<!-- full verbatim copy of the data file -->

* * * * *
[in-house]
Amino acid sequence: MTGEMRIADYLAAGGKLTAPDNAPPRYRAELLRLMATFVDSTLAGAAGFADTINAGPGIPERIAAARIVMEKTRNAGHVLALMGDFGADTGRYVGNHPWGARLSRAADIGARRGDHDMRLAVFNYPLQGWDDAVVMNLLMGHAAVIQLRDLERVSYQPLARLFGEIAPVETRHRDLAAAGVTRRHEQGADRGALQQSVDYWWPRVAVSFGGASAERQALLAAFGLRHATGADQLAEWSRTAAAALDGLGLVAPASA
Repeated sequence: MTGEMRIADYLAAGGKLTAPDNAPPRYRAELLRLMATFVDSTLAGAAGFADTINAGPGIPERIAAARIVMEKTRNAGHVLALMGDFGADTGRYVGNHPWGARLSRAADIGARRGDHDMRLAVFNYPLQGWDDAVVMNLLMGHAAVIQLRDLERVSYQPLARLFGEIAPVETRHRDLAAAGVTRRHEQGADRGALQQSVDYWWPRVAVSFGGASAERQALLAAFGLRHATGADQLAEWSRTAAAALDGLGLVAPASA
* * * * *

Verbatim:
[in-house]
Amino acid sequence: MTGEMRIADYLAAGGKLTAPDNAPPRYRAELLRLMATFVDSTLAGAAGFADTINAGPGIPERIAAARIVMEKTRNAGHVLALMGDFGADTGRYVGNHPWGARLSRAADIGARRGDHDMRLAVFNYPLQGWDDAVVMNLLMGHAAVIQLRDLERVSYQPLARLFGEIAPVETRHRDLAAAGVTRRHEQGADRGALQQSVDYWWPRVAVSFGGASAERQALLAAFGLRHATGADQLAEWSRTAAAALDGLGLVAPASA
Repeated sequence: MTGEMRIADYLAAGGKLTAPDNAPPRYRAELLRLMATFVDSTLAGAAGFADTINAGPGIPERIAAARIVMEKTRNAGHVLALMGDFGADTGRYVGNHPWGARLSRAADIGARRGDHDMRLAVFNYPLQGWDDAVVMNLLMGHAAVIQLRDLERVSYQPLARLFGEIAPVETRHRDLAAAGVTRRHEQGADRGALQQSVDYWWPRVAVSFGGASAERQALLAAFGLRHATGADQLAEWSRTAAAALDGLGLVAPASA